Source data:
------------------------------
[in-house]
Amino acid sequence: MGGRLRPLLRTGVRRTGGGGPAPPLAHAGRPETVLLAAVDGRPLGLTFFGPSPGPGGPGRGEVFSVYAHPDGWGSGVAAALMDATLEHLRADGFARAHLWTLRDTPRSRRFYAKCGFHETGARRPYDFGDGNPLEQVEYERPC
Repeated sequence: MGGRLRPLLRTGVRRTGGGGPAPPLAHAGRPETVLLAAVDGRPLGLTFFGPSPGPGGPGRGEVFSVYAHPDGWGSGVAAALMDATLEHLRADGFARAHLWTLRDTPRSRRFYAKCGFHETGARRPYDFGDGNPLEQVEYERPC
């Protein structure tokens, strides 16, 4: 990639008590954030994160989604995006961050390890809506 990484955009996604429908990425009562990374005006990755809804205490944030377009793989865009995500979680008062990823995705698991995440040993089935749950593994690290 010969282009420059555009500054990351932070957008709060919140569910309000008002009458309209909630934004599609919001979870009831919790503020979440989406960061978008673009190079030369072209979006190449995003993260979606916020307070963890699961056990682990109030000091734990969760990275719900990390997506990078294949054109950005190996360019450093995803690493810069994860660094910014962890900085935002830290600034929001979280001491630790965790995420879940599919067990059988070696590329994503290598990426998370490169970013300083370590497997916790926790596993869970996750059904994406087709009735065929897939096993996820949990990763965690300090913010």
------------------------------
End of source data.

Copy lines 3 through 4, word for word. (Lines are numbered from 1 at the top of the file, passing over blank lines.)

Repeated sequence: MGGRLRPLLRTGVRRTGGGGPAPPLAHAGRPETVLLAAVDGRPLGLTFFGPSPGPGGPGRGEVFSVYAHPDGWGSGVAAALMDATLEHLRADGFARAHLWTLRDTPRSRRFYAKCGFHETGARRPYDFGDGNPLEQVEYERPC
């Protein structure tokens, strides 16, 4: 990639008590954030994160989604995006961050390890809506 990484955009996604429908990425009562990374005006990755809804205490944030377009793989865009995500979680008062990823995705698991995440040993089935749950593994690290 010969282009420059555009500054990351932070957008709060919140569910309000008002009458309209909630934004599609919001979870009831919790503020979440989406960061978008673009190079030369072209979006190449995003993260979606916020307070963890699961056990682990109030000091734990969760990275719900990390997506990078294949054109950005190996360019450093995803690493810069994860660094910014962890900085935002830290600034929001979280001491630790965790995420879940599919067990059988070696590329994503290598990426998370490169970013300083370590497997916790926790596993869970996750059904994406087709009735065929897939096993996820949990990763965690300090913010």